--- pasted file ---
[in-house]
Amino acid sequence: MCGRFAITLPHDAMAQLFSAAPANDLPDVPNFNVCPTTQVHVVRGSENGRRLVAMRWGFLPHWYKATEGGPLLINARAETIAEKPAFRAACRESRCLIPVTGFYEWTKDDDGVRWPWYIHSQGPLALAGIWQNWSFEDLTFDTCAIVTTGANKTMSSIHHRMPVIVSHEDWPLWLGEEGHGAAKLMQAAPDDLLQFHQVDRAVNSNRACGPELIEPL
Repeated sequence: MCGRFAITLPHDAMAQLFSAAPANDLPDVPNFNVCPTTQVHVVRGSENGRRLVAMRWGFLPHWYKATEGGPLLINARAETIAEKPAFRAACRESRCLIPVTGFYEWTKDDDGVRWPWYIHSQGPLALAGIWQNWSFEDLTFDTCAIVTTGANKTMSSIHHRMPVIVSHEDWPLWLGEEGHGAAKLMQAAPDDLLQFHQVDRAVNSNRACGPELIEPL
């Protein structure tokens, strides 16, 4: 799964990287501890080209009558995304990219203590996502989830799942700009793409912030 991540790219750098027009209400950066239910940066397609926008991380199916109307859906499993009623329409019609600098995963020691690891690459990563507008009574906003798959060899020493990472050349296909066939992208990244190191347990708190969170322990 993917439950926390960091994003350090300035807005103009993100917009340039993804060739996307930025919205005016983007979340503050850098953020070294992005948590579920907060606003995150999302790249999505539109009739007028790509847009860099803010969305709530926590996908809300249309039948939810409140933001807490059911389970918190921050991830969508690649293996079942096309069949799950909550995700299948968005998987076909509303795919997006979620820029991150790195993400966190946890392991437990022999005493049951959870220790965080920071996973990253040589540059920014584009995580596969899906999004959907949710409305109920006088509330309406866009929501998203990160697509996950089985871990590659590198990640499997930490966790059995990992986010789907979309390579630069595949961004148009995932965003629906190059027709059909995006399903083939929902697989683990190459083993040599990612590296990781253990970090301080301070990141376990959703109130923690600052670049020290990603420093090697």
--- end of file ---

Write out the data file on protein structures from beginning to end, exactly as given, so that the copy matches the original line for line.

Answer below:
[in-house]
Amino acid sequence: MCGRFAITLPHDAMAQLFSAAPANDLPDVPNFNVCPTTQVHVVRGSENGRRLVAMRWGFLPHWYKATEGGPLLINARAETIAEKPAFRAACRESRCLIPVTGFYEWTKDDDGVRWPWYIHSQGPLALAGIWQNWSFEDLTFDTCAIVTTGANKTMSSIHHRMPVIVSHEDWPLWLGEEGHGAAKLMQAAPDDLLQFHQVDRAVNSNRACGPELIEPL
Repeated sequence: MCGRFAITLPHDAMAQLFSAAPANDLPDVPNFNVCPTTQVHVVRGSENGRRLVAMRWGFLPHWYKATEGGPLLINARAETIAEKPAFRAACRESRCLIPVTGFYEWTKDDDGVRWPWYIHSQGPLALAGIWQNWSFEDLTFDTCAIVTTGANKTMSSIHHRMPVIVSHEDWPLWLGEEGHGAAKLMQAAPDDLLQFHQVDRAVNSNRACGPELIEPL
């Protein structure tokens, strides 16, 4: 799964990287501890080209009558995304990219203590996502989830799942700009793409912030 991540790219750098027009209400950066239910940066397609926008991380199916109307859906499993009623329409019609600098995963020691690891690459990563507008009574906003798959060899020493990472050349296909066939992208990244190191347990708190969170322990 993917439950926390960091994003350090300035807005103009993100917009340039993804060739996307930025919205005016983007979340503050850098953020070294992005948590579920907060606003995150999302790249999505539109009739007028790509847009860099803010969305709530926590996908809300249309039948939810409140933001807490059911389970918190921050991830969508690649293996079942096309069949799950909550995700299948968005998987076909509303795919997006979620820029991150790195993400966190946890392991437990022999005493049951959870220790965080920071996973990253040589540059920014584009995580596969899906999004959907949710409305109920006088509330309406866009929501998203990160697509996950089985871990590659590198990640499997930490966790059995990992986010789907979309390579630069595949961004148009995932965003629906190059027709059909995006399903083939929902697989683990190459083993040599990612590296990781253990970090301080301070990141376990959703109130923690600052670049020290990603420093090697």